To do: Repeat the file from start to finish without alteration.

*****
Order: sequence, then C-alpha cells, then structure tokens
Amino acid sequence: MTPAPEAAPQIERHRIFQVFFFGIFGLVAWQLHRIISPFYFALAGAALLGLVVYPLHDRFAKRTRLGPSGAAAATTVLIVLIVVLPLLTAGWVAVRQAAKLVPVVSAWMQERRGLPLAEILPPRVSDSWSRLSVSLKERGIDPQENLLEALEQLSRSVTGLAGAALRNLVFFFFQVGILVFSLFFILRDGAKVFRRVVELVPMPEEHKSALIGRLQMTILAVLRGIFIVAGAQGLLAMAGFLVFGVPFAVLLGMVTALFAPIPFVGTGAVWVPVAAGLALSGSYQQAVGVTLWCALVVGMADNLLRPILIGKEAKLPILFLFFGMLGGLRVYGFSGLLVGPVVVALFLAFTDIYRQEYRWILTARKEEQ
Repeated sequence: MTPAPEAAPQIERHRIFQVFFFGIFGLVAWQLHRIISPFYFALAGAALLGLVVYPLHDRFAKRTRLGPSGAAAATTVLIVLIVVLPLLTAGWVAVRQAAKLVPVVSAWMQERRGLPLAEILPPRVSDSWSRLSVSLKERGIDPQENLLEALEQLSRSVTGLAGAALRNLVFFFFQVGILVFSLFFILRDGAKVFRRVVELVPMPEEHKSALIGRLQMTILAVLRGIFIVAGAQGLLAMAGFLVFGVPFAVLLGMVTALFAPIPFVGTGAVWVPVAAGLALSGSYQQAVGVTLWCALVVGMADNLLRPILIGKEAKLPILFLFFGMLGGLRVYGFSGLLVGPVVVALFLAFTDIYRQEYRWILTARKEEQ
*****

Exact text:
Order: sequence, then C-alpha cells, then structure tokens
Amino acid sequence: MTPAPEAAPQIERHRIFQVFFFGIFGLVAWQLHRIISPFYFALAGAALLGLVVYPLHDRFAKRTRLGPSGAAAATTVLIVLIVVLPLLTAGWVAVRQAAKLVPVVSAWMQERRGLPLAEILPPRVSDSWSRLSVSLKERGIDPQENLLEALEQLSRSVTGLAGAALRNLVFFFFQVGILVFSLFFILRDGAKVFRRVVELVPMPEEHKSALIGRLQMTILAVLRGIFIVAGAQGLLAMAGFLVFGVPFAVLLGMVTALFAPIPFVGTGAVWVPVAAGLALSGSYQQAVGVTLWCALVVGMADNLLRPILIGKEAKLPILFLFFGMLGGLRVYGFSGLLVGPVVVALFLAFTDIYRQEYRWILTARKEEQ
Repeated sequence: MTPAPEAAPQIERHRIFQVFFFGIFGLVAWQLHRIISPFYFALAGAALLGLVVYPLHDRFAKRTRLGPSGAAAATTVLIVLIVVLPLLTAGWVAVRQAAKLVPVVSAWMQERRGLPLAEILPPRVSDSWSRLSVSLKERGIDPQENLLEALEQLSRSVTGLAGAALRNLVFFFFQVGILVFSLFFILRDGAKVFRRVVELVPMPEEHKSALIGRLQMTILAVLRGIFIVAGAQGLLAMAGFLVFGVPFAVLLGMVTALFAPIPFVGTGAVWVPVAAGLALSGSYQQAVGVTLWCALVVGMADNLLRPILIGKEAKLPILFLFFGMLGGLRVYGFSGLLVGPVVVALFLAFTDIYRQEYRWILTARKEEQ